On Tuesday night, winter weather advisories related to this storm extended from Texas and Oklahoma to Maine, covering 21 states. Driving in northern Texas was a nightmare as roads iced over. I-35 and I-30 around Dallas were particularly treacherous. Thundersnow was reported near the North Little Rock Airport in Arkansas around 9pm CST Tuesday evening, which confirms that this storm is powerful with strong uplift. Snow, blizzard conditions, and wintry mix will be easing up in Oklahoma, Texas, Missouri, and Arkansas by mid-morning on Wednesday. Blizzard conditions are expected to either continue or begin on Wednesday from southern Illinois and western Kentucky up through northeast Ohio.

Arkansas

Heavy snow is falling Tuesday evening in central Arkansas north of Little Rock. Blizzard conditions will remain possible through Wednesday morning in the northeast portion of the state. Little Rock, Arkansas saw it's snowiest day since January 6, 1988 on Tuesday. 12" of snow was reported in Vandervoort, AR, and 7.5 inches fell in Pine Ridge, AR. Both of these observations were taken around 8pm CST on Tuesday.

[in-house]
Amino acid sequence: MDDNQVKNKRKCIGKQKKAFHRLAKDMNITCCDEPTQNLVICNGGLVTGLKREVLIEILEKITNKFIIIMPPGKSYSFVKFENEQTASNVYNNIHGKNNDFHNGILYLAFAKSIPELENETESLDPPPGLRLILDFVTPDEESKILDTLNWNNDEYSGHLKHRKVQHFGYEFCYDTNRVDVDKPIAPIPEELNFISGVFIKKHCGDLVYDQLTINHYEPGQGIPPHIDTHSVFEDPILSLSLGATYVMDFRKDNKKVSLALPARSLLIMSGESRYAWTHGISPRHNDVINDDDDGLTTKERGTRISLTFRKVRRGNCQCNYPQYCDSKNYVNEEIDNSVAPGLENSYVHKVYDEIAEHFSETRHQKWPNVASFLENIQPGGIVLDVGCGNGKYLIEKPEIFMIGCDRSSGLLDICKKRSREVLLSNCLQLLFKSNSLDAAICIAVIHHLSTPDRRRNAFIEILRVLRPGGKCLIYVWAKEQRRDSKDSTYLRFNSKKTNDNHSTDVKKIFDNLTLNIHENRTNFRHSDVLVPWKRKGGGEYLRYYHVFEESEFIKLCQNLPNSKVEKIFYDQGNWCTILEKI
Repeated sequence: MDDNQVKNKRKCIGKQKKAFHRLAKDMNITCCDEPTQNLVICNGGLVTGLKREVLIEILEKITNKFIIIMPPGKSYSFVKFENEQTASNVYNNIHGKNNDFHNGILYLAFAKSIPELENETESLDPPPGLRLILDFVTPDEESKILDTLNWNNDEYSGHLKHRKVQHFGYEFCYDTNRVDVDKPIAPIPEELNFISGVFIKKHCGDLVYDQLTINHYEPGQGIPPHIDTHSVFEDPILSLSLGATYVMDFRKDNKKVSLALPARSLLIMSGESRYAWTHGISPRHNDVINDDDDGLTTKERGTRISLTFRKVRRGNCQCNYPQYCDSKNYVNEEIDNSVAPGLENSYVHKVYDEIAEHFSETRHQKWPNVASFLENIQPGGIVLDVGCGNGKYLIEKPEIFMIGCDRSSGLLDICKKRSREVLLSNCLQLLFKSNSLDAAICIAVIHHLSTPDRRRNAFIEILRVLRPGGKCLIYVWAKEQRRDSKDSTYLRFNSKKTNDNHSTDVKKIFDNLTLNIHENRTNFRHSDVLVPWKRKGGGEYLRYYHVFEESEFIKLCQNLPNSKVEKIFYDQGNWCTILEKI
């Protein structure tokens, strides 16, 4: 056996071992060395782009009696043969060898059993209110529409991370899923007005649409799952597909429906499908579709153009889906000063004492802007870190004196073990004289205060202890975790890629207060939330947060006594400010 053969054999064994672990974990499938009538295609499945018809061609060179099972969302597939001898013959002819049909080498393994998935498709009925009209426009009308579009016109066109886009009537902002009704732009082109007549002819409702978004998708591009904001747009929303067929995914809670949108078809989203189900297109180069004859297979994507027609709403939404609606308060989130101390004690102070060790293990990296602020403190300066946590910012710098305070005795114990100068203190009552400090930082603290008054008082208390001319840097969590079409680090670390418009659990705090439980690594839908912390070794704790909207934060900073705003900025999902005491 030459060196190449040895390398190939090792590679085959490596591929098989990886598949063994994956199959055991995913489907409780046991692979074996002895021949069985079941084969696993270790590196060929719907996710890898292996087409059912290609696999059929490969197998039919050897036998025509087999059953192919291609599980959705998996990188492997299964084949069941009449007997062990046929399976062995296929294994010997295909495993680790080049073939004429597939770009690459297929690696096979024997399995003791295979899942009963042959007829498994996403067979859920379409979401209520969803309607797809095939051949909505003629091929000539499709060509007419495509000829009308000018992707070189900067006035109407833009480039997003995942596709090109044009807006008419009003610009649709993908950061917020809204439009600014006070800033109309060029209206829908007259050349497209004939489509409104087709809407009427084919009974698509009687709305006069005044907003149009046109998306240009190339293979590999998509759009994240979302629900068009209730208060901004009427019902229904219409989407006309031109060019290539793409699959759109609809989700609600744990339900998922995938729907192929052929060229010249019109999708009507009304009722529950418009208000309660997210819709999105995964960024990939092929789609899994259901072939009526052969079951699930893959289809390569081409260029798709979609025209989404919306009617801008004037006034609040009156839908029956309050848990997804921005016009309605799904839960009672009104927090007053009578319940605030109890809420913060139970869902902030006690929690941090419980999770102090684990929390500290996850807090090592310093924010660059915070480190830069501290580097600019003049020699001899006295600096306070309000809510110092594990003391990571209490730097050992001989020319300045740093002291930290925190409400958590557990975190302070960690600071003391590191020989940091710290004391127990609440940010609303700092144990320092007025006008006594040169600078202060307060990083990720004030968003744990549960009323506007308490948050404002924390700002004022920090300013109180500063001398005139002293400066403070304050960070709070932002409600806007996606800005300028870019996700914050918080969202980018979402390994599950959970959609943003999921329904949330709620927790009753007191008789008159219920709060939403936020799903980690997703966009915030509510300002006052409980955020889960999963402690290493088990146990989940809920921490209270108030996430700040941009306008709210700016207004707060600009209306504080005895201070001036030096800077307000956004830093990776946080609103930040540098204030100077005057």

Missouri

The heavy snow, which began Tuesday night, will be confined to the southeast part of Missouri, though a dusting to a couple of inches could accumulate in Springfield and St. Louis. Wind gusts could reach 40 mph, and a blizzard warning is in effect for far southeast Missouri until 12pm CST on Wednesday, meaning visibility will likely be low and travel will be difficult. 6-12 inches of snow is possible in southeast Missouri.